All eyes are now on February 26, the judgment day for fugitive ex-premier Thaksin Shinawatra. The Supreme Court is due to hand down its verdict on the Bt76 billion asset seizure case on that day. Many people fear violence may be unavoidable as the court ruling will definitely cause both pain and joy for the two political camps – the red and yellow shirt groups around the country.

As the countdown towards Thaksin’ D-Day nears, there are two scenarios for the ruling: either seizing his assets, or freeing them so he can access them again. At present, many observers believe the latter scenario – releasing his assets – is near impossible. If the ruling is to seize his funds, there are also two scenarios: seizing all the Bt76 billion or just part of the money.

There are two points of view on why all the Bt76 billion should be seized – or just some part of it.

The verdict to be delivered by the Supreme Court on February 26 will centre on how he kept secret control of his business empire and how it benefited from his government’s policies. The ruling will either break his back or relieve him of his financial predicament.

“The highlight of the political battle will take place during that critical juncture on February 10. It’s costly to mobilise local forces, so Thaksin has to time it carefully. Besides, the Supreme Court’s marking the date of its reading out the verdict to February 26 has hurt his momentum because he had thought the verdict would be handed down in January,” a political source said.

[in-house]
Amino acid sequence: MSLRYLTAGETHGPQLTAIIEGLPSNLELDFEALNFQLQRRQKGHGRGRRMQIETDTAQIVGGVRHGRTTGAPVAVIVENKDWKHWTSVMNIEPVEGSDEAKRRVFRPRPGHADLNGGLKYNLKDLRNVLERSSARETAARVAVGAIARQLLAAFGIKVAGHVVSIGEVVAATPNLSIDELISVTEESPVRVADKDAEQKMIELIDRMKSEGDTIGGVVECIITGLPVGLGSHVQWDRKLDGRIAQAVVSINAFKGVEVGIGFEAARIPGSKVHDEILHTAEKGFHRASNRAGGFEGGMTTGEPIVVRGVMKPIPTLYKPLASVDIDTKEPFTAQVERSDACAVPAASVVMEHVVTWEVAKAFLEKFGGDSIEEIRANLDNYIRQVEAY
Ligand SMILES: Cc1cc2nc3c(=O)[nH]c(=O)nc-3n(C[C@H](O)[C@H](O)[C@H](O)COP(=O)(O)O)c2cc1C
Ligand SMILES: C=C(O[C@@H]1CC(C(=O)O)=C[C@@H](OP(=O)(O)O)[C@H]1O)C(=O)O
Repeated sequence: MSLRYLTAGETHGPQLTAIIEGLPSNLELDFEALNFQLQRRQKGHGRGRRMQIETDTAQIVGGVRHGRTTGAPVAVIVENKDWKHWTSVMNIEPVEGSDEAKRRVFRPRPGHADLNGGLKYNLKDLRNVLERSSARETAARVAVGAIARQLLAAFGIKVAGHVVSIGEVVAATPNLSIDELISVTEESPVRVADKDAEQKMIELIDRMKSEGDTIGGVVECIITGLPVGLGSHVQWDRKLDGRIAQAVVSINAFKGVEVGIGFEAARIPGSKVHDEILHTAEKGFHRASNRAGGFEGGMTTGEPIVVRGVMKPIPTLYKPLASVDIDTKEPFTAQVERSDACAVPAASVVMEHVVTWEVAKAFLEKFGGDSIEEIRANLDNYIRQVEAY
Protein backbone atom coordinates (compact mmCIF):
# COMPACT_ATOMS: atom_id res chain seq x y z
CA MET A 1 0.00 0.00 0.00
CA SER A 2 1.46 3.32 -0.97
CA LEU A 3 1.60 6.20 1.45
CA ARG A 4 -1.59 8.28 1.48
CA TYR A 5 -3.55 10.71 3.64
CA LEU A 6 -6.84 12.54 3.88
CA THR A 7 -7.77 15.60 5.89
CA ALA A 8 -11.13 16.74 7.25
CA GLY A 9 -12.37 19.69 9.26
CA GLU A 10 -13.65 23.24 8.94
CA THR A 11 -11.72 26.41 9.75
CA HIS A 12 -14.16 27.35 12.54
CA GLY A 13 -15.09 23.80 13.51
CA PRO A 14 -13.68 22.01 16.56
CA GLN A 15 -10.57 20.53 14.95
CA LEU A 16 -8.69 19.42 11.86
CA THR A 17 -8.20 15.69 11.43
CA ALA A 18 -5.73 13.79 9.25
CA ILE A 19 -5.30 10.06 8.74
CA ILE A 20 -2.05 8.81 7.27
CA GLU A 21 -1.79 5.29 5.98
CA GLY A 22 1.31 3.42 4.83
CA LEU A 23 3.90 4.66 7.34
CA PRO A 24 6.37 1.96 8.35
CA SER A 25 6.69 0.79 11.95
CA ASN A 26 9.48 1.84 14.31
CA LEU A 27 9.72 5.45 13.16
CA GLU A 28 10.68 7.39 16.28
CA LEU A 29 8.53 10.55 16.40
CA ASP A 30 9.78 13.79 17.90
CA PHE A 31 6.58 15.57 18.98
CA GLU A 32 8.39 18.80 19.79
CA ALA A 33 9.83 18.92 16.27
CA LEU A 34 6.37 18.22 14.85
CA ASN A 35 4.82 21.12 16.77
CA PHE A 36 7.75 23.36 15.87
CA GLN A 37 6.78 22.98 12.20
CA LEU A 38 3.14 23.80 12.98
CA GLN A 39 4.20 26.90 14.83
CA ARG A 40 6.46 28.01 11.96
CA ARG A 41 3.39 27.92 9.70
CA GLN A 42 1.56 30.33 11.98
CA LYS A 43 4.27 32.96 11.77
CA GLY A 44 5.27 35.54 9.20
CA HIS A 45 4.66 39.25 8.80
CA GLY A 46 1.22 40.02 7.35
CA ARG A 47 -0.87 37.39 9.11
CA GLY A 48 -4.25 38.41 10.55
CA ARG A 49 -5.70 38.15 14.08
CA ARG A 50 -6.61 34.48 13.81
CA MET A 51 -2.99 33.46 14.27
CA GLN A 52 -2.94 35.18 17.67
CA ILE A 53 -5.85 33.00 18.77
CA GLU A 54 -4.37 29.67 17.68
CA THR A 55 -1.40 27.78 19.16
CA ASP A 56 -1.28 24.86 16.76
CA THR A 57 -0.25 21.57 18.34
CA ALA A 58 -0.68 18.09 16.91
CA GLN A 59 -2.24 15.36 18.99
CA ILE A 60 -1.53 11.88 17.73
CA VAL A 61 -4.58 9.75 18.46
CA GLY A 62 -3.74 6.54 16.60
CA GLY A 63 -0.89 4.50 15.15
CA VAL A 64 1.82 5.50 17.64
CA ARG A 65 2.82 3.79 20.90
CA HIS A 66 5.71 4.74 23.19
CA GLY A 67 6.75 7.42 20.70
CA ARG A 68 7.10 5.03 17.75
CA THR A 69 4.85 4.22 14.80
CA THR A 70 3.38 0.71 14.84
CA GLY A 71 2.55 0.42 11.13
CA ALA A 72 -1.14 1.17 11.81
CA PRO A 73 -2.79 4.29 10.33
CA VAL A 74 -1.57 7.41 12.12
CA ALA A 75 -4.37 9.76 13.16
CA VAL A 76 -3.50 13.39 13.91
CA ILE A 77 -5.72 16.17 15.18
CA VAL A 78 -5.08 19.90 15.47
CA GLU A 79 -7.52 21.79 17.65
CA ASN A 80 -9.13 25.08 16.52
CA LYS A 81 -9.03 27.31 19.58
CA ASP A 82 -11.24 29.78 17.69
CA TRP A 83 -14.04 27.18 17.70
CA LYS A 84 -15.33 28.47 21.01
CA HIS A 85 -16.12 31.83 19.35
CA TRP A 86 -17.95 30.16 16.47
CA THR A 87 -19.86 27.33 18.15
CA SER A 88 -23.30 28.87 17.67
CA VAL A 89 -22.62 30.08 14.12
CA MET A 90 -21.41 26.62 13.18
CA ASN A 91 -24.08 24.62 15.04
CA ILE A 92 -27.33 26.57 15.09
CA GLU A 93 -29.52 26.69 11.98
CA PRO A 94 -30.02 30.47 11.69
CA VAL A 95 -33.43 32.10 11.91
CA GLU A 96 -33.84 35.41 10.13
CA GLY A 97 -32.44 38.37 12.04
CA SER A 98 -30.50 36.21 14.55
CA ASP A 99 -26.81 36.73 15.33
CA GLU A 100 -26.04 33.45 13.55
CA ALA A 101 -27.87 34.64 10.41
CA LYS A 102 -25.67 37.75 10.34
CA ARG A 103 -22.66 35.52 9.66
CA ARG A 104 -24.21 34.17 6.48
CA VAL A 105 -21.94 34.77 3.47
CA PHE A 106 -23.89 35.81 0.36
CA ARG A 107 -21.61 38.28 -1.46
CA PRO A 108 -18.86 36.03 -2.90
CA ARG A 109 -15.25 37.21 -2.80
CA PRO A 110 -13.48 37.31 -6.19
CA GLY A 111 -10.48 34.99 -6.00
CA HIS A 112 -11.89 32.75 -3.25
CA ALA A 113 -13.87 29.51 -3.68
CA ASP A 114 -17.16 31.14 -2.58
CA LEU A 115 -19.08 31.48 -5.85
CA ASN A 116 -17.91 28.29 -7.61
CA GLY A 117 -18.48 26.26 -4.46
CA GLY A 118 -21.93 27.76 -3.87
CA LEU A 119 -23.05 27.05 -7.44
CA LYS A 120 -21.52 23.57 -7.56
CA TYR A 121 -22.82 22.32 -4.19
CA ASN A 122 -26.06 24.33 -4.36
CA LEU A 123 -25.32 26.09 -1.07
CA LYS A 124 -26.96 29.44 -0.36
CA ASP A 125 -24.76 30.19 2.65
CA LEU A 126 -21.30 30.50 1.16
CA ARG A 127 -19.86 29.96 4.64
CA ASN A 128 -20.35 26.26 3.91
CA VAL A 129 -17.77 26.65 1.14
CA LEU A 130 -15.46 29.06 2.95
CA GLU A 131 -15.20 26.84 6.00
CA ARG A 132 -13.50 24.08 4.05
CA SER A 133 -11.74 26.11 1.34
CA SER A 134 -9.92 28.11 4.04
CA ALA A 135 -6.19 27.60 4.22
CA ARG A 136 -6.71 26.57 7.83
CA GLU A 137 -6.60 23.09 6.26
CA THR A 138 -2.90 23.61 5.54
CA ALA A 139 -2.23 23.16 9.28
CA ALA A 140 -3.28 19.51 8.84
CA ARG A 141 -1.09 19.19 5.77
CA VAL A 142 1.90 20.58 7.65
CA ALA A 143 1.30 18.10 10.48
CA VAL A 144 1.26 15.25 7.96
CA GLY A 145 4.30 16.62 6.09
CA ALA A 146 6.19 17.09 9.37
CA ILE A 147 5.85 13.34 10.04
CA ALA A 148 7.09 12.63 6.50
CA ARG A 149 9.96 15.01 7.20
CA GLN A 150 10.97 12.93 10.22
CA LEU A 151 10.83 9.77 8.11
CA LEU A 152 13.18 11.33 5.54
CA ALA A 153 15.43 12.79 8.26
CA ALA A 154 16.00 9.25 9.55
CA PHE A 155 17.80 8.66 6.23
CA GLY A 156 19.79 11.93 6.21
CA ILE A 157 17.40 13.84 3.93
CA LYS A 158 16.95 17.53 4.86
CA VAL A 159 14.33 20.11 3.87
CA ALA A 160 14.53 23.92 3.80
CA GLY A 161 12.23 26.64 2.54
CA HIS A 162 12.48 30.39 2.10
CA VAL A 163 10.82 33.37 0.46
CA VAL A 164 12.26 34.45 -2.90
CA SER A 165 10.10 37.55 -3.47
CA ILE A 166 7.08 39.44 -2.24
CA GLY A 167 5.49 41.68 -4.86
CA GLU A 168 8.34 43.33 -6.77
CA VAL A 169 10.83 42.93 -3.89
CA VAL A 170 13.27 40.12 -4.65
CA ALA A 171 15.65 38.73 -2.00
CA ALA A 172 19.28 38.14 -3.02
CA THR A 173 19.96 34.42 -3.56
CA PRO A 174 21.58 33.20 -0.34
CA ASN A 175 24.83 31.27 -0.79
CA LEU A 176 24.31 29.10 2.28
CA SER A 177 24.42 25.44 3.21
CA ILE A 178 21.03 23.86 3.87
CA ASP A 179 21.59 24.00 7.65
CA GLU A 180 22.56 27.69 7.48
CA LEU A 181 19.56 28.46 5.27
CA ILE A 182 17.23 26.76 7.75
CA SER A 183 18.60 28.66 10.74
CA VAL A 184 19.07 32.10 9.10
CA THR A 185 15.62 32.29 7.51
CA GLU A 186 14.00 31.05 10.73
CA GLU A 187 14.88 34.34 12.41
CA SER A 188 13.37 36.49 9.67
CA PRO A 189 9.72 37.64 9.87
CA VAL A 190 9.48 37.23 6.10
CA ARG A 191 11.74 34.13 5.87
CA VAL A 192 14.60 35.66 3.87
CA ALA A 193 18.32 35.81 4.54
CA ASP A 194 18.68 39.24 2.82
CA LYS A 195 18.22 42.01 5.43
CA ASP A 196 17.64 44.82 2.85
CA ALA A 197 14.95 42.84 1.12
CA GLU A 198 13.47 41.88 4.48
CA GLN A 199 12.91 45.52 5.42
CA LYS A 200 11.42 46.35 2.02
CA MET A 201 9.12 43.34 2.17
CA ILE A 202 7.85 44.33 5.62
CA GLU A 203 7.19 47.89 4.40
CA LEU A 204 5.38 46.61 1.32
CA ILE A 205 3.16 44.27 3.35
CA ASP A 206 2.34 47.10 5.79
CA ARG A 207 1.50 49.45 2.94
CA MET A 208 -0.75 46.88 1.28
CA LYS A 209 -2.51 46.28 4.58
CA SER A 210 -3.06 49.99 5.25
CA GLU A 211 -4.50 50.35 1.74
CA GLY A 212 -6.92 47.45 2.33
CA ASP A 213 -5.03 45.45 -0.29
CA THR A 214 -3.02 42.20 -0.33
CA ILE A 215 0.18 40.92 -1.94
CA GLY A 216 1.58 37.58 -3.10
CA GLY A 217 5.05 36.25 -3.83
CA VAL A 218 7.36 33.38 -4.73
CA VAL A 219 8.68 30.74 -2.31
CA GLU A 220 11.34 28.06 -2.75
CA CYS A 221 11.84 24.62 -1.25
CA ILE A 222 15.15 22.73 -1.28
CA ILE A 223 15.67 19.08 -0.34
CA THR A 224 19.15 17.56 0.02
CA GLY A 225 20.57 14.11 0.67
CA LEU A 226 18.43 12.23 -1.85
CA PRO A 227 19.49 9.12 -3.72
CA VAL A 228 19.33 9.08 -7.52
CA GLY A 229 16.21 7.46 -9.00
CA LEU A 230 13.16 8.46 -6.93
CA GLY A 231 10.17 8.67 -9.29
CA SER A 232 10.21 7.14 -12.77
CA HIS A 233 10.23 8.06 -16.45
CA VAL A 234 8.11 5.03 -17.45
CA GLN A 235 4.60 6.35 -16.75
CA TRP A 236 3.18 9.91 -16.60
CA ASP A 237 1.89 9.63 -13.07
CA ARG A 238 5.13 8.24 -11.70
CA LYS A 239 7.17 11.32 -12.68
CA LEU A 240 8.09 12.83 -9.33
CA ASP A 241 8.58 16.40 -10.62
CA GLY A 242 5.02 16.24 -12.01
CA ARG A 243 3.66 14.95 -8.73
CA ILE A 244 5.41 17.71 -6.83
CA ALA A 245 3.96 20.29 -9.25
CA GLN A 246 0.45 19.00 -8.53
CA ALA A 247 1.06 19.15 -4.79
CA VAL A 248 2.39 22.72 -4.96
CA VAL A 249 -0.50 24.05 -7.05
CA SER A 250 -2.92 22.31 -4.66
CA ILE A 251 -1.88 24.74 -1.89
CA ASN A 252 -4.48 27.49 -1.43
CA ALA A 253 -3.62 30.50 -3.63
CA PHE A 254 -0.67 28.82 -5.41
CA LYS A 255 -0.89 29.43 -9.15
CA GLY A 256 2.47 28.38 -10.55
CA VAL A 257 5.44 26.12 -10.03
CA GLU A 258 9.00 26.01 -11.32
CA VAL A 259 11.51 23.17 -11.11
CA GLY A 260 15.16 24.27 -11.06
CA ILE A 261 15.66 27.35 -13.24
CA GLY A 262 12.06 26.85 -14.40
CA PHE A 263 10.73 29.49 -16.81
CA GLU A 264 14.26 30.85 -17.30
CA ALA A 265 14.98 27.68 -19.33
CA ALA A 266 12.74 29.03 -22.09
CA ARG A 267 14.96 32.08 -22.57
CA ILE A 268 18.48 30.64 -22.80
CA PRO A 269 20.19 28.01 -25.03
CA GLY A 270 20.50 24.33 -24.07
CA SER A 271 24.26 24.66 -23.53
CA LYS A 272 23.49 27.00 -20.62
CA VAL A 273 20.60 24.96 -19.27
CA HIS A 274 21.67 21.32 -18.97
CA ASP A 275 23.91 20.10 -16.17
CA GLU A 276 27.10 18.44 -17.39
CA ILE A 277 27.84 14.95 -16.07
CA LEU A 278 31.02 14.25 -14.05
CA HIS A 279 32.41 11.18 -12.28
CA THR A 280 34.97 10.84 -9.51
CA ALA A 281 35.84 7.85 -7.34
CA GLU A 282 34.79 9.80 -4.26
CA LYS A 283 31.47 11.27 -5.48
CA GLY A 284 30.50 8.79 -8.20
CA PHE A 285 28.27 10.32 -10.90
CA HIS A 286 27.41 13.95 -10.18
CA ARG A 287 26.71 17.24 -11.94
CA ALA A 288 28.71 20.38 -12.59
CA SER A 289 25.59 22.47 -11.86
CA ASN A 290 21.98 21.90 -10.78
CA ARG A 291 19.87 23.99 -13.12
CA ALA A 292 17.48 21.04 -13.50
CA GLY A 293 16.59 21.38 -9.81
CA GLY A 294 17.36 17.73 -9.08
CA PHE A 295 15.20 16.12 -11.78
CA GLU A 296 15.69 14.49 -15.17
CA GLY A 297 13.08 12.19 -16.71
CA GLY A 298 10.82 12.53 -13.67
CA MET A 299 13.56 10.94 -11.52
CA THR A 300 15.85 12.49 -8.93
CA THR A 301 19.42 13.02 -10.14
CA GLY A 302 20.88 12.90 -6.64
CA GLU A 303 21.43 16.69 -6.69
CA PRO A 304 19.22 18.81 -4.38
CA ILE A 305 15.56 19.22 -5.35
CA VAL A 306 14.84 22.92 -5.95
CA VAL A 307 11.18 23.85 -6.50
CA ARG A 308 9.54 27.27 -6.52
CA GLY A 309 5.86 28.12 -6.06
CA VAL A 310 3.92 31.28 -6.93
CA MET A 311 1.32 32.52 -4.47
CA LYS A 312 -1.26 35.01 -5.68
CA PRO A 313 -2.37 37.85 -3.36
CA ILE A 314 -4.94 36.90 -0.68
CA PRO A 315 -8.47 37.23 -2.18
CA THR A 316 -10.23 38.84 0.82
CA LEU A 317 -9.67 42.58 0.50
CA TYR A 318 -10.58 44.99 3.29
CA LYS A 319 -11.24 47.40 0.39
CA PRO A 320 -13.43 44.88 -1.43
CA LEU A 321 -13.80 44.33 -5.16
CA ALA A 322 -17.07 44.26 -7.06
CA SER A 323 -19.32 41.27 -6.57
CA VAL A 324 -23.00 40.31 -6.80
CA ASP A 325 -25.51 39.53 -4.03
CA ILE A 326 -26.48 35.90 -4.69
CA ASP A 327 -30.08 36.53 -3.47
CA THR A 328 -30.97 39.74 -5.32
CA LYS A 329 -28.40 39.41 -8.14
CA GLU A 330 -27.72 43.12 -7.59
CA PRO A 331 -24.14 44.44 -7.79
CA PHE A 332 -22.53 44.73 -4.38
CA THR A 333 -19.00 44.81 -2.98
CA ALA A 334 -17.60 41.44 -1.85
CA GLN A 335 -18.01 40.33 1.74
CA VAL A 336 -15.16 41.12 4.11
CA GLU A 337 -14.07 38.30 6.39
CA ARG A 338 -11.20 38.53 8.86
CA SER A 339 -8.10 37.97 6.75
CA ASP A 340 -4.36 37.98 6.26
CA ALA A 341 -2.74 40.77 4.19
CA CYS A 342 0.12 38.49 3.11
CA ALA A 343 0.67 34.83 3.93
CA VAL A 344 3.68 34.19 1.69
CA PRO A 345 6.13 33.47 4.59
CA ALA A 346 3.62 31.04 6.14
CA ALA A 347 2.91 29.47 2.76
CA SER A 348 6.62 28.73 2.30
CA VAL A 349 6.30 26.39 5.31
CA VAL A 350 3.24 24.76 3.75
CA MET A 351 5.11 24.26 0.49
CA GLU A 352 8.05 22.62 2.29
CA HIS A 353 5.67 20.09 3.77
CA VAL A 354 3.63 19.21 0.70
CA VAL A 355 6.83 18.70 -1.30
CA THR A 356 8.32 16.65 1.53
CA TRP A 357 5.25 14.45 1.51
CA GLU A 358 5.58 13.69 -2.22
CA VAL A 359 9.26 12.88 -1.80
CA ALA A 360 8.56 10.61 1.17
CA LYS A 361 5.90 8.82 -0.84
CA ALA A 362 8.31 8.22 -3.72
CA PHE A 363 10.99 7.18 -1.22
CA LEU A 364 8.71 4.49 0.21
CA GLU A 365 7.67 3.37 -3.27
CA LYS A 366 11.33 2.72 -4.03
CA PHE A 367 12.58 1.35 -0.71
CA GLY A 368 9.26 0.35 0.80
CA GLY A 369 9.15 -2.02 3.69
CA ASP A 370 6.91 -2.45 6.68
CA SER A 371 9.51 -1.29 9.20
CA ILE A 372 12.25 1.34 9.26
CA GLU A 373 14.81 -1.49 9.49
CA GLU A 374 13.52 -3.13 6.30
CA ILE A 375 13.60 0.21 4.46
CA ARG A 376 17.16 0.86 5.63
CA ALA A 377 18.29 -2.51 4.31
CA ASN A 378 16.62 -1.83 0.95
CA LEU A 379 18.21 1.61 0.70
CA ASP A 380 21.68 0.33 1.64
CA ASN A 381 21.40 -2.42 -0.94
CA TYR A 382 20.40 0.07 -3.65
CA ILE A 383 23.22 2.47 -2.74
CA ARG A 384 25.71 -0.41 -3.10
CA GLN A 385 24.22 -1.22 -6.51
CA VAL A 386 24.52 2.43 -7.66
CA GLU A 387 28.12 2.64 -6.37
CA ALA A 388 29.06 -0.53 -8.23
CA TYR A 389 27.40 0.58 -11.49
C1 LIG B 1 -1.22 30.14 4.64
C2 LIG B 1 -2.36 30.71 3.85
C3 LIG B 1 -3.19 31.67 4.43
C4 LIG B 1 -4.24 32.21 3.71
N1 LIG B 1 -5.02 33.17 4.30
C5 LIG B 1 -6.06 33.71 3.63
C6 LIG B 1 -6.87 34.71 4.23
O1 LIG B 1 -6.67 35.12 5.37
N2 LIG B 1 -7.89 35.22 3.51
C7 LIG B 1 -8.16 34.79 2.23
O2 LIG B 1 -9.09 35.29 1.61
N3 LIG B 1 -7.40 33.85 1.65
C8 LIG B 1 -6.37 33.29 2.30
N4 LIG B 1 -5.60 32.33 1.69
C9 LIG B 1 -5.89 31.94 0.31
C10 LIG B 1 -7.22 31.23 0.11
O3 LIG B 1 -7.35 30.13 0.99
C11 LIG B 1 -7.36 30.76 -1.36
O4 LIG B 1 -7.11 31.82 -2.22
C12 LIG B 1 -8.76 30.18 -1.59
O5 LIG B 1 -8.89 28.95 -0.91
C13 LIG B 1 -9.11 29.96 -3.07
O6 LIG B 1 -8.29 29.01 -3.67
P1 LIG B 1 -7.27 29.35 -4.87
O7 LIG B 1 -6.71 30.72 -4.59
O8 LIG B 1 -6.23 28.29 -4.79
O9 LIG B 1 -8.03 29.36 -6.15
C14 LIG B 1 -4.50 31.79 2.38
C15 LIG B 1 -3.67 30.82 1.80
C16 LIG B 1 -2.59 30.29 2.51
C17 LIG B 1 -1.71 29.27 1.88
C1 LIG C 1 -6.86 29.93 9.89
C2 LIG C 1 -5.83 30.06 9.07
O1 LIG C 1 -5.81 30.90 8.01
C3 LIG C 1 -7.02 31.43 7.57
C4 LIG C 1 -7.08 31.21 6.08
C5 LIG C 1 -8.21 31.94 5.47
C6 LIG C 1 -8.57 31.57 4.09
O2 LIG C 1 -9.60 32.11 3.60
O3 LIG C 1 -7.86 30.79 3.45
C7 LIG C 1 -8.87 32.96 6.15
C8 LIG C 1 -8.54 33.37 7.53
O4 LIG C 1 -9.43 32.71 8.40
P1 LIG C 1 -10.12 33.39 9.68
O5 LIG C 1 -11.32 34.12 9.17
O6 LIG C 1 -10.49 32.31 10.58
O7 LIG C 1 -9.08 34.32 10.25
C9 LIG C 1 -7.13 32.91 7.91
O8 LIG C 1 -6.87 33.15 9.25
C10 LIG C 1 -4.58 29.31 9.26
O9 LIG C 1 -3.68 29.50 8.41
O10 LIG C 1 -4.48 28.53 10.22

Looking back at the stock price movements of Shin Corp and its cellular subsidiary Advanced Info Service (AIS), it is clear that the stock prices moved up significantly whenever good news came out in support of their business operations.

On May 15, 2001, revenue sharing with TOT for the pre-paid mobile phone service of concession holder AIS was reduced from 25 per cent to 20 per cent during the first year of Thaksin’s premiership. AIS’ stock price surged from Bt326 in January to Bt526 on November 5 of that year.

On September 20, 2002 a concession was amended so that TOT would have to help shoulder the roaming cost for AIS. On September 4, Shin Corp’s stock stood at Bt20 following the reduction of par value to Bt1 apiece. In August 2001, the stock was trading at Bt11-Bt12. It bottomed out at Bt9.90 on September 25, 2001.

During this time, UBS of Singapore was believed to be trading stocks in offshore accounts for the Shinawatra clan.

“This is the main reason why they could shift money out overseas,” the Government House source said.

On February 11 and November 19, 2003, the Thaksin government introduced a telecom excise tax and awarded a licence for Shin Satellite to launch iPStar. In January 2003, Shin Corp shares were trading at Bt10 apiece. They did not move significantly until August 2003 when the stock price hit Bt20. On November 19, 2003, Shin Corp’s stock price climbed to Bt26.75 on news that iPStar got a favourable concession. At the end of 2003, Shin Corp closed at Bt39.50.

In 2004, the Thaksin government approved Bt4 billion in Exim Bank soft loans to Burma. Shin Corp peaked at Bt43 in January 2004 before weakening to Bt30.50 in May.

On January 23, 2006, the Shinawatra family sold off its 49-per-cent stake in Shin Corp to Temasek Holdings of Singapore for US$1.88 billion or Bt73 billion, or Bt49.25 a share, for maximum gain.

On that same day, the Thai Telecommunication Act of 2006 became effective, raising the limit on foreign holdings in telecom companies to 49 per cent.

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